Koko Pimentel resigns as Senate president

Camille Elemia
Koko Pimentel resigns as Senate president
(3rd UPDATE) Aquilino Pimentel III nominates Vicente Sotto III as his successor, saying, 'This is an example of a peaceful and willing transfer of power in the Senate'

MANILA, Philippines (3rd UPDATE) – Senate President Aquilino Pimentel III resigned from his post ahead of a looming reorganization that would remove him as the chamber’s leader. (READ: Koko Pimentel: His father’s son, the President’s ‘protector’)

Pimentel announced his decision in a press conference on Monday, May 21, a few hours before the expected change.

He also nominated Senate Majority Leader Vicente Sotto III to succeed him as leader of the chamber.

“It has been an honor and a privilege for me to serve the Senate as its president, a position once held by my father…. It was his example I had tried to emulate during my time at the helm of the Senate,” said Pimentel.

“I step down knowing that I tried my best to do this. I wish my successor, Senator Sotto, good health and Godspeed, and pledge to help the new leadership pass pro-people legislation consistent with the legislative agenda of the President.”

His resignation came after a draft resolution electing Sotto as new Senate president surfaced last Thursday, May 17.

Long-planned leadership change

Early on in the 17th Congress, Pimentel and Sotto were known to have agreed to a term-sharing agreement. Two well-placed sources told Rappler that Pimentel was set to give up his post in favor of Sotto so he could focus on his reelection bid. Pimentel indirectly confirmed this in an interview with Rappler in August 2017.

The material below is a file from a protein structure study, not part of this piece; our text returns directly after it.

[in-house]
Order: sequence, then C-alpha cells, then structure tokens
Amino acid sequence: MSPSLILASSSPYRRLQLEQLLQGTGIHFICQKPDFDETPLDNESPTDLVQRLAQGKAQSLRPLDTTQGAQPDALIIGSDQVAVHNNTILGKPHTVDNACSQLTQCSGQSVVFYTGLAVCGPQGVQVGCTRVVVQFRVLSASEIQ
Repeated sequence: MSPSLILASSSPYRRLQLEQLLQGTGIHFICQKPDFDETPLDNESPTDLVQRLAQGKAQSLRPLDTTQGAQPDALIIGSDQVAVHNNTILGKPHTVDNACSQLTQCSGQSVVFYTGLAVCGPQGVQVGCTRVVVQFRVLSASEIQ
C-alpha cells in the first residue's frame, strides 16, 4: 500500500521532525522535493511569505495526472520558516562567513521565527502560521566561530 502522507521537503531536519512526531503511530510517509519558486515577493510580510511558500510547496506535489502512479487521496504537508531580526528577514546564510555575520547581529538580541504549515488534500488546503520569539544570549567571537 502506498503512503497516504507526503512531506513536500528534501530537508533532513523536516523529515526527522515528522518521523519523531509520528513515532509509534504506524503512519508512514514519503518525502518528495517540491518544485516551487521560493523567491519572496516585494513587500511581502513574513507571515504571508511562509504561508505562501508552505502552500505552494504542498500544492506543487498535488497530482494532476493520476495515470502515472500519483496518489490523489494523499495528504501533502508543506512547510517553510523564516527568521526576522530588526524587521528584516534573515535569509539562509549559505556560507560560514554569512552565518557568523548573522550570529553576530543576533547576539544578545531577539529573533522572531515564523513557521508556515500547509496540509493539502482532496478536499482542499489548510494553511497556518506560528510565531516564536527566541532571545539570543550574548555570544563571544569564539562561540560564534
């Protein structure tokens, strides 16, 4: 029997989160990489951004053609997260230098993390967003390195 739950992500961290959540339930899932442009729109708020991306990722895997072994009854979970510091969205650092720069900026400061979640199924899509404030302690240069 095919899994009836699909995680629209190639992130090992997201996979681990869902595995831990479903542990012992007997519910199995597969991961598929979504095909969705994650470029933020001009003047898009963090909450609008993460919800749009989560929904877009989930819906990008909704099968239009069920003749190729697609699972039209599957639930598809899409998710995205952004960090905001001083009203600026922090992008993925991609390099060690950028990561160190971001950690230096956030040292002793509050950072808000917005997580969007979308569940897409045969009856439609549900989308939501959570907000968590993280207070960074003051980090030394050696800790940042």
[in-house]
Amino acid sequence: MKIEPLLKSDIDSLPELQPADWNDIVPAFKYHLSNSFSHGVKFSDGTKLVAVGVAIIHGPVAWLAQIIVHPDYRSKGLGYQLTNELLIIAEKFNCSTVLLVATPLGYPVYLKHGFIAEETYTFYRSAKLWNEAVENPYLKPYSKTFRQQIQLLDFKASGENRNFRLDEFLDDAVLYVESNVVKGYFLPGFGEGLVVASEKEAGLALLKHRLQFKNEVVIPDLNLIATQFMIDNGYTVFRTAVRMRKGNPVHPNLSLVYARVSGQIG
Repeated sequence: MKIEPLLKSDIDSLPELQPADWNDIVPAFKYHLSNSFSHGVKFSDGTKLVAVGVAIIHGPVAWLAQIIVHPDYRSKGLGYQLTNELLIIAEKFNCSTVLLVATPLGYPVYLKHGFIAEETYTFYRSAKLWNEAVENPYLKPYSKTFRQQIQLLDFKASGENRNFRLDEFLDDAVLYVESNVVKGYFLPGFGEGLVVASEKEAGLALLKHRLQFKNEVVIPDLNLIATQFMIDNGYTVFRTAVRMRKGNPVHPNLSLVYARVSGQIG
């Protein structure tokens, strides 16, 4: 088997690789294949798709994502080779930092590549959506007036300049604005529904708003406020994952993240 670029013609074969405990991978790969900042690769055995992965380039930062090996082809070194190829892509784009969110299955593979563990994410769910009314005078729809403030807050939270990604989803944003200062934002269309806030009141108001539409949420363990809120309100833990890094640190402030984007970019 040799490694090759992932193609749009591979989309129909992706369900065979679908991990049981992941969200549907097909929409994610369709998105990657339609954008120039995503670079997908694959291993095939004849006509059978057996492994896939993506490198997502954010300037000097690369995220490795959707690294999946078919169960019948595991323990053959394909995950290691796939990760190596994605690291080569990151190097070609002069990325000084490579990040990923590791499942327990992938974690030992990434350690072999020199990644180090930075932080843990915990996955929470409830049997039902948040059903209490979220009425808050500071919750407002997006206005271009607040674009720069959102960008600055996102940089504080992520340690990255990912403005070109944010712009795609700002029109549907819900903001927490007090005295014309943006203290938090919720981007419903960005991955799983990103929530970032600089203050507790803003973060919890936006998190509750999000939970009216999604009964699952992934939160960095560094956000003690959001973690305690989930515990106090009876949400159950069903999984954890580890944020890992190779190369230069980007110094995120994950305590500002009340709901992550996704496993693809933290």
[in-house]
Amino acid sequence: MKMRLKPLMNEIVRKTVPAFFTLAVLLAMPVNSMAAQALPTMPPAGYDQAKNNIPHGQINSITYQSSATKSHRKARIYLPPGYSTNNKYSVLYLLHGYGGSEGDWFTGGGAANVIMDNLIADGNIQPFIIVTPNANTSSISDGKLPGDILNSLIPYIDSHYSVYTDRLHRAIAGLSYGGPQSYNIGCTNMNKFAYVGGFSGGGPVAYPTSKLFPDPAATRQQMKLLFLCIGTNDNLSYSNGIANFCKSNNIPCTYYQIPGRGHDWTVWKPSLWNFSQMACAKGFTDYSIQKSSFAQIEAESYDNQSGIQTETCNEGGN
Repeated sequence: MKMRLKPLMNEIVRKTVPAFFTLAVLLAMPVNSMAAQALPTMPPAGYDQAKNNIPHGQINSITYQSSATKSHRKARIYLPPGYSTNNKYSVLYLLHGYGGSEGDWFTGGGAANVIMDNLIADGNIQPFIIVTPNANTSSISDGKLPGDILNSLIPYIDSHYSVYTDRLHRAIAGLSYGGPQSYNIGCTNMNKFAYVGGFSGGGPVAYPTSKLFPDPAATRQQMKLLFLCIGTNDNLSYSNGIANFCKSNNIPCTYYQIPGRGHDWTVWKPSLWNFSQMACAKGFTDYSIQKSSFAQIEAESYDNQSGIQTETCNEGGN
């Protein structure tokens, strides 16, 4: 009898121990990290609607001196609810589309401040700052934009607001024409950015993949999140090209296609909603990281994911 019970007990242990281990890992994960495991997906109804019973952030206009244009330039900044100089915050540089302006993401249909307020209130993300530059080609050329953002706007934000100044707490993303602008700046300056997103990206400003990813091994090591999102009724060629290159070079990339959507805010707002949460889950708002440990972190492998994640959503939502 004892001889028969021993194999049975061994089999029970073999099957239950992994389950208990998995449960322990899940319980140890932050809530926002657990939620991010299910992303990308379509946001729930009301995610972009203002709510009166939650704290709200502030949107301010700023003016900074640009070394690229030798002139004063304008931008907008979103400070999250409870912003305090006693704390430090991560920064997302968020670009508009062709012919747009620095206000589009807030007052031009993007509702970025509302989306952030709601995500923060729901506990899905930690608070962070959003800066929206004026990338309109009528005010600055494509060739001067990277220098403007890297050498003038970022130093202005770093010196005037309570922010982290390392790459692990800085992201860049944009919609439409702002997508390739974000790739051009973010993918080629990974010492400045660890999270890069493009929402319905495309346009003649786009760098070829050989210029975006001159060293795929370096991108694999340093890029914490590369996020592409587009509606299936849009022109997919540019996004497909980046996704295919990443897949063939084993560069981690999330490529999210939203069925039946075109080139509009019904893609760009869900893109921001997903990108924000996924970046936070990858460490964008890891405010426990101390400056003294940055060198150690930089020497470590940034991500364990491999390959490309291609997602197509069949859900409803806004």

He also confirmed on Monday that the change in Senate leadership had long been planned.

“Matagal namin ‘to pinag-usapan ni Senator Sotto na darating ang time na siya na po ang Senate president,” Pimentel said.

(Senator Sotto and I have long discussed that there would come a time that he would be Senate president.)

“This is an example of a peaceful and willing transfer of power in the Senate,” he added.

Pimentel on Sunday, May 20, had said he is ready to face the change in leadership.

“No issue at all [with me]. Change will happen with my happy blessings. Change is coming soon,” he said, in an apparent reference to the tagline of President Rodrigo Duterte, his party mate.

What’s next?

In a separate press briefing on Monday, Presidential Spokesperson Harry Roque thanked Pimentel. He also said Malacañang would support Pimentel’s successor.

“We know we had landmark legislation enacted during his term of office. [These include] the free tuition for all state universities and colleges, free irrigation, and others,” Roque said.

“Whoever the senators may choose as their Senate president, we assure the incoming Senate president of our willingness to work with him as we recognize that whoever the new Senate president will be would also be a close ally of the Palace.”

As Senate president, Pimentel served as ex-officio member of all committees. But now that he has quit, he must be a chairman of a committee, which has yet to be finalized.

“I am a very flexible person. Whatever the majority gives me or the new SP assigns to me, I will gladly accept. I have missed committee work the past year and 9 months,” he earlier said.

Pimentel had served as the Senate’s top leader since July 25, 2016, or the opening of the 17th Congress. His election to the post made him and his father, former Senate president Aquilino Pimentel Jr, the first ever father and son to become leaders of the chamber.

On the change in Senate leadership, the younger Pimentel said his father told him: “Quickly, sabi niya (he said). That’s how it should be done – willingly and quickly.”

Pimentel is set to seek reelection in 2019. He said he would now focus on preparing PDP-Laban for the 2019 elections. – Rappler.com

Camille Elemia

Camille Elemia is Rappler's lead reporter for media, disinformation issues, and democracy. She won an ILO award in 2017. She received the prestigious Fulbright-Hubert Humphrey fellowship in 2019, allowing her to further study media and politics in the US. Email camille.elemia@rappler.com